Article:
HYDE PARK — Artists of all ages will soon be able to boost their skills and become a part of the South Side’s creative community without paying a set tuition rate through the Hyde Park Art Center.
Core classes at the center’s Oakman Clinton School and Studios — including courses in ceramics, printmaking, painting and drawing, photography, textiles and multimedia arts — will move to a pay-what-you-can model in the spring.
Registration for tuition-free courses at the center, 5020 S. Cornell Ave., opens in March. Some “specialty” courses, which makes up about one-third of the center’s offerings, will remain tuition-based.
The payment model allows beginning artists and working professionals alike the chance to participate “regardless of economic circumstance,” Executive Director Kate Lorenz said.
“We have seen folks come to try something for the first time, and then ultimately begin to identify as artists and get hooked,” Lorenz said. The new payment model is “about making that available much more widely.”
Adult classes previously cost about $300 on average for a 10-week course, with youth classes running about $200. Those rates are on par with programs at similar arts institutions, but “needless to say, it’s cost-prohibitive for many households,” Lorenz said.
The Hyde Park Art Center’s recent fundraising haul of $13.8 million made the tuition-free model possible.
Those funds will also support the center’s Pathways youth initiative, which offers in-school art education to about 700 kids in kindergarten through eighth grade. The program embeds teaching artists in the following South Side schools:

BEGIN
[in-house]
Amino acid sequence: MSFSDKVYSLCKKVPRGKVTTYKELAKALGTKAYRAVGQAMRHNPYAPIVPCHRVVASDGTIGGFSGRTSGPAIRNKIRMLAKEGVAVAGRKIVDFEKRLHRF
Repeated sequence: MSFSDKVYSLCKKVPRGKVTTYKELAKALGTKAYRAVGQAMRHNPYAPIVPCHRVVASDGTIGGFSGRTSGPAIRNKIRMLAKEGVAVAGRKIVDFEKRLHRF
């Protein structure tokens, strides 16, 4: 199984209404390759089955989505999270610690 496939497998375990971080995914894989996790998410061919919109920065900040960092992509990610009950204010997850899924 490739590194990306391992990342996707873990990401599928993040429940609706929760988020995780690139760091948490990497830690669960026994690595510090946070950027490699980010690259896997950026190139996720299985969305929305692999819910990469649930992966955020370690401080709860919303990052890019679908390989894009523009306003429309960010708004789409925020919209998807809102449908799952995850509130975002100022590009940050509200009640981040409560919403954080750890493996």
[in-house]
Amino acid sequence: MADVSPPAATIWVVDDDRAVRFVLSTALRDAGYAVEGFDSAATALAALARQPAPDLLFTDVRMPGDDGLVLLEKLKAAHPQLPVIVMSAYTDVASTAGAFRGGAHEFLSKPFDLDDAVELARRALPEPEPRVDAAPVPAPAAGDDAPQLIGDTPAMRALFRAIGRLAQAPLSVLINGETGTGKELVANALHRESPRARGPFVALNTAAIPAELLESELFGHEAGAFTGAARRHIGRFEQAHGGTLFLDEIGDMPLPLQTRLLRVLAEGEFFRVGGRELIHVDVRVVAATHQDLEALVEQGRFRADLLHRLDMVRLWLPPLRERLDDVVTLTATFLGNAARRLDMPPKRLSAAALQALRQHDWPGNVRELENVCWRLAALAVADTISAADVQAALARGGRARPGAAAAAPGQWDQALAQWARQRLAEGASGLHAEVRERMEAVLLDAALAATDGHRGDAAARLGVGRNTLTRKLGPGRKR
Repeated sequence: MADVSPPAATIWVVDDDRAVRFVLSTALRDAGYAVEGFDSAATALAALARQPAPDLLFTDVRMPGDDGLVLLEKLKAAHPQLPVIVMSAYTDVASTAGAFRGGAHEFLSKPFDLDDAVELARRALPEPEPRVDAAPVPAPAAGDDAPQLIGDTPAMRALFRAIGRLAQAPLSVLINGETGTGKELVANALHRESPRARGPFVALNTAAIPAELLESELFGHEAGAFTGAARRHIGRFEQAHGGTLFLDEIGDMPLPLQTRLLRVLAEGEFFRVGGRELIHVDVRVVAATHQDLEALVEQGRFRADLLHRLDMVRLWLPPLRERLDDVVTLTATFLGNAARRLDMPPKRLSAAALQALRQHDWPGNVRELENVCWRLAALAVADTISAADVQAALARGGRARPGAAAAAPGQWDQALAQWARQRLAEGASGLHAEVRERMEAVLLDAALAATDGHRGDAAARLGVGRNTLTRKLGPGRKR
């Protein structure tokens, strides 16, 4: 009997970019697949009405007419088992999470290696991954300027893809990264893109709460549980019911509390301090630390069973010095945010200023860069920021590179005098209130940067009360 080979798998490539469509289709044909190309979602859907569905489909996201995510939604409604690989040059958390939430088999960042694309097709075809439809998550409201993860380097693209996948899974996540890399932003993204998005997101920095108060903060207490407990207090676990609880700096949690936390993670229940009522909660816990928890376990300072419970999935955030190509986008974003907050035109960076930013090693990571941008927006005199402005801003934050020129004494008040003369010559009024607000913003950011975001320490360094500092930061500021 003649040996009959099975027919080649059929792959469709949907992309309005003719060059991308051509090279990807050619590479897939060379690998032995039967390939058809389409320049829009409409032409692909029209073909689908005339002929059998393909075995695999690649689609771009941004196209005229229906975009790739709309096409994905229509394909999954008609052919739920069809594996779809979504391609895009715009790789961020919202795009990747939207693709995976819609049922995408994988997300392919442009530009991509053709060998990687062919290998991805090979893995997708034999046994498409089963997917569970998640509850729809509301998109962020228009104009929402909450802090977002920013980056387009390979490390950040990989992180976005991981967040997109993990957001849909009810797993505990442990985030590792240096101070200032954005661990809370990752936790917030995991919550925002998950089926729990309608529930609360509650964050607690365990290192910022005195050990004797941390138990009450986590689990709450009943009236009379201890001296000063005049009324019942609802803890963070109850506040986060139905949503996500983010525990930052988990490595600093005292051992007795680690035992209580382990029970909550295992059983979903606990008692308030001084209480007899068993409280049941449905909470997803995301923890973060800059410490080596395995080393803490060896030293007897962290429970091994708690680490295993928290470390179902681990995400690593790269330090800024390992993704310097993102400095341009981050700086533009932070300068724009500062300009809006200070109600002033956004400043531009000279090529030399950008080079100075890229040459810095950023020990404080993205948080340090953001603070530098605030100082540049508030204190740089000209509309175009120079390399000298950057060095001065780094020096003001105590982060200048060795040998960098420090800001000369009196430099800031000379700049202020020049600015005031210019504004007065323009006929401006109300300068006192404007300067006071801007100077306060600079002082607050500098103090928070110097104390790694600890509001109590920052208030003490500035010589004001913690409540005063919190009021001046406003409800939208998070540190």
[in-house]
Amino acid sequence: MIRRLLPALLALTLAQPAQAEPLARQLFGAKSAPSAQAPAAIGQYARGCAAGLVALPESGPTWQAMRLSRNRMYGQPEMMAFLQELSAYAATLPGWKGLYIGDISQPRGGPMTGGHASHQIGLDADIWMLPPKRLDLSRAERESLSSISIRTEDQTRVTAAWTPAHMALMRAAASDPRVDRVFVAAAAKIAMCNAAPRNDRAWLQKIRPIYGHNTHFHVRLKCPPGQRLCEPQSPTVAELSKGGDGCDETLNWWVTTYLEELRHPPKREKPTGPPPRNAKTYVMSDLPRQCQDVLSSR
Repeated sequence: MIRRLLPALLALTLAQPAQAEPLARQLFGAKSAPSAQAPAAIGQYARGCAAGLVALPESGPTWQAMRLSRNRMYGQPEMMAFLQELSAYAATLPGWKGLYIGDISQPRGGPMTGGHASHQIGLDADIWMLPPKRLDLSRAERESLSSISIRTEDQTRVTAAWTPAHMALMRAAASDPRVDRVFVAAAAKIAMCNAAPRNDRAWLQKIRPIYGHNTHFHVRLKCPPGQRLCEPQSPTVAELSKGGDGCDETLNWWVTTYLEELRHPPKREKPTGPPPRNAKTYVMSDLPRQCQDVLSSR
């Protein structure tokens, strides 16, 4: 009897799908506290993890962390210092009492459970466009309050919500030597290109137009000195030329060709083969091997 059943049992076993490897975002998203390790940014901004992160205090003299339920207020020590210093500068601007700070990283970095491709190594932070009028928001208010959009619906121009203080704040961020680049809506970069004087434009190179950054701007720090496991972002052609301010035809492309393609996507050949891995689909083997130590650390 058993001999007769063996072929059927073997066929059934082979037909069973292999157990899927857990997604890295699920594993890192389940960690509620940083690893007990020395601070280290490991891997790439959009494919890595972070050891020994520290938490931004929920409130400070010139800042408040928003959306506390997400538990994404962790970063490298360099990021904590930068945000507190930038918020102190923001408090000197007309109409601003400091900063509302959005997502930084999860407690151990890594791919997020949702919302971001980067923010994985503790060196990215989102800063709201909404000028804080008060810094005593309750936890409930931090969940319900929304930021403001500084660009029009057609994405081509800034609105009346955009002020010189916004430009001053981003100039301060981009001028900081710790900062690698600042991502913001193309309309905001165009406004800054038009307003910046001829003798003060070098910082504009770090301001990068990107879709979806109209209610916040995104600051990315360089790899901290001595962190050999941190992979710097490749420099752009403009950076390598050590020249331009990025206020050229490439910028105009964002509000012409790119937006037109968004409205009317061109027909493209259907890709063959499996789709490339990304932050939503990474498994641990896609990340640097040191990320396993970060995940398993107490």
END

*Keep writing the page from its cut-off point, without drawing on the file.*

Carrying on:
- Kozminski Community Academy in Hyde Park.
- Beulah Shoesmith Elementary School in Kenwood.
- Jackie Robinson Elementary School in North Kenwood.
- Carter G. Woodson South Elementary School in Grand Boulevard.
- Lenart Elementary Gifted Center and McDade Classical School in Chatham.
About 150 high school students also participate in programs on the Hyde Park Art Center’s campus.
By removing tuition requirements for core classes, the center aims to encourage families of young artists already involved with the center to develop their creativity, Lorenz said.
“As we found ourselves planning … we heard that our programs are making an impact: Teens are developing their voices, artists are tackling bold and ambitious projects and families are finding a creative home,” board Chair Justine Jentes said in a statement. “We also heard that we can do more, and the campaign is allowing us to do so.”
The fundraising campaign will support the center’s general operations, as well as establish an endowment — a chunk of money set aside to earn interest, which can be spent on programs.
The center’s goal is to raise another $2.2 million through the campaign, for a total of $16 million. To donate, click here.
The move to a primarily tuition-free model is a “huge shift for us, and has been a number of years in the making,” Lorenz said.
“We don’t know of another visual art center that has made this move” to offer pay-what-you-can classes, Lorenz said. “We think it’s kind of exciting to be able to put something out in the world and see how it might inspire others.”
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